Just how widespread are the effects and staying power of all the above signs, it is hard to evaluate. But American society is still the most open, free, and resilient of any society today, and is capable in the quickest shifts in public opinion. It may well be that there is a significant re-awakening of the moral voice of the "silent majority", that is, fed up with the venality and inaction at the high government levels, with the professed moral relativism of so many of the youth, and with the encouragement of it by the educational elite, not to mention the popular entertainment establishment. The tension and struggle between the two great influences in American culture is still lively and ongoing, it is by no means yet committed to one inexorable outcome. But the great central problem and challenge remains: the effective transmission to the upcoming younger generations of the older American tradition of religious and moral values still alive and fairly strong in the private lives of the majority of its ordinary citizens. Is this still possible, and if so, how? Can this prevail against the strong public voices pulling in the opposite directions? The answer is not yet in for American culture, just as it is not yet in for many other leading societies today, both East and West, which either already have or will soon have similar problems. Is this perhaps one of the gravest problems facing the new pluralism that is fast becoming the order of the day all over our world, with both its positive and negative aspects? In what direction does the solution most probably lie for American culture? Let me hazard a guess.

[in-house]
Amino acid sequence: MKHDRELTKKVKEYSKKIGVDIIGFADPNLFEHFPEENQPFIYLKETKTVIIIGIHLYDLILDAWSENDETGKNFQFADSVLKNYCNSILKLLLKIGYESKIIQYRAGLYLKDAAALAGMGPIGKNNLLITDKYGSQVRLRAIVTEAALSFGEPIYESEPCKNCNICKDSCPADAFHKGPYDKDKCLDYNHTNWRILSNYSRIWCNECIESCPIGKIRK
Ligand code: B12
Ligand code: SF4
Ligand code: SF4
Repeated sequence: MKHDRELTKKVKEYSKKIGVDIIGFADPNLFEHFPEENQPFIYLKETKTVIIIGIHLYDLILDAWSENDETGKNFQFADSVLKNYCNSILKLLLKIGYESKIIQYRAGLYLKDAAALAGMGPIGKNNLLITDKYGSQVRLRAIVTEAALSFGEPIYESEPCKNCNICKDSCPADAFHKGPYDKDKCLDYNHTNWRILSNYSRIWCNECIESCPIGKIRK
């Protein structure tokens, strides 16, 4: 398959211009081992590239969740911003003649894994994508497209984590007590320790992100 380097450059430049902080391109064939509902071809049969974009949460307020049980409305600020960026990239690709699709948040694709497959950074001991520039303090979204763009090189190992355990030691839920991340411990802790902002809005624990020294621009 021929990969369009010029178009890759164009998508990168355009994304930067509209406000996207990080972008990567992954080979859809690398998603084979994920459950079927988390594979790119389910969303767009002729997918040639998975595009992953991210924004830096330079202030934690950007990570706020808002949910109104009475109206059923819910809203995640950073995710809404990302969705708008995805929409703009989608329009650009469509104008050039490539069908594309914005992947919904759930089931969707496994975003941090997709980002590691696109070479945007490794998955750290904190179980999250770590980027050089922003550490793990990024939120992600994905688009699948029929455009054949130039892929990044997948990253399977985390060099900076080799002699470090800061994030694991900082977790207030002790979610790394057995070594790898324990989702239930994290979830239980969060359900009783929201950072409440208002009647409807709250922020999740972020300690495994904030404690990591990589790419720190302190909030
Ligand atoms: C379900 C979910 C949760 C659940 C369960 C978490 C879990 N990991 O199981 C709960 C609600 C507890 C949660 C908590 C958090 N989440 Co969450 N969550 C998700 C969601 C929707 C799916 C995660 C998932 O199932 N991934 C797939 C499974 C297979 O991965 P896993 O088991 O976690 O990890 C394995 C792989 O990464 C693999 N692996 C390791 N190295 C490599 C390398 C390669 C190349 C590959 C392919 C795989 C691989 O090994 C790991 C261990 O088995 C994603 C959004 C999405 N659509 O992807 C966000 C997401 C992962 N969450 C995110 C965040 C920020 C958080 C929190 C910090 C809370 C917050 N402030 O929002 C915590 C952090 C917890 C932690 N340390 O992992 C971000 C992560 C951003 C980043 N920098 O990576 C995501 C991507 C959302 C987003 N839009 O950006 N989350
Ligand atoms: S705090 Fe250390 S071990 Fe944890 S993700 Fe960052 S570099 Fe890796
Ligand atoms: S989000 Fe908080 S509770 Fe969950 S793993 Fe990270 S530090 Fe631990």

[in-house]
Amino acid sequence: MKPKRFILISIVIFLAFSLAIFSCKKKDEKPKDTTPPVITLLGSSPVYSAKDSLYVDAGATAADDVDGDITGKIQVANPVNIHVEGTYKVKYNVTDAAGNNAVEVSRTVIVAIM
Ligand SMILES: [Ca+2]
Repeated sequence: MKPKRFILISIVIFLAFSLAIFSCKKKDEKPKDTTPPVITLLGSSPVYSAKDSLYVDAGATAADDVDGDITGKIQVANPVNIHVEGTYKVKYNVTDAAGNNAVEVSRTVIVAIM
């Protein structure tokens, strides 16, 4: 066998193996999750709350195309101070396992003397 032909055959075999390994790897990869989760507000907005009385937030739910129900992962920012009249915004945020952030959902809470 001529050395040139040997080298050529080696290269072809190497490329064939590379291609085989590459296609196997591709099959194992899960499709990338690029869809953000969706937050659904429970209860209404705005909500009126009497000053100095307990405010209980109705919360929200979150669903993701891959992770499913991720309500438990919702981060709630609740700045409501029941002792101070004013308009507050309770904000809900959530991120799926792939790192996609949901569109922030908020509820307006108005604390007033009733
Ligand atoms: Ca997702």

III. Possible Solutions To The Problem

In view of the economic pressure on families to accept the need of a double income -both parents working - it is not clear how families are going to be able to cope with the problem of the transmission of values to their children all by themselves. The public schools - and a large number of private ones too - have at present been forced into an educational policy of moral neutrality as well as religious neutrality ("value-free education").. Religious pluralism rightly requires no favouritism to any particular religion. But that is not the same at all as moral pluralism or relativism, at least as regards the basic common values. There is no reason why we have to put up with that.

A distinction must be made between religious and moral pluralism. It is not easy, but with goodwill and a commitment to the moral health of our country and our children, I see no reason why parents cannot organise and make their will known through school boards, political pressure, etc, to the effect that they wish to have education in basic moral values made a key part of the curriculum of their schools. This need not be done just by lecturing or direct indoctrination, but by the classic method followed in all of the great cultures of the past i.e., by character formation through stories and examples of admirable moral characters in action, whether real or the product of creative literary imagination, whom young people are naturally drawn to admire and imitate in a word, the principle of "exemplary persuasiveness".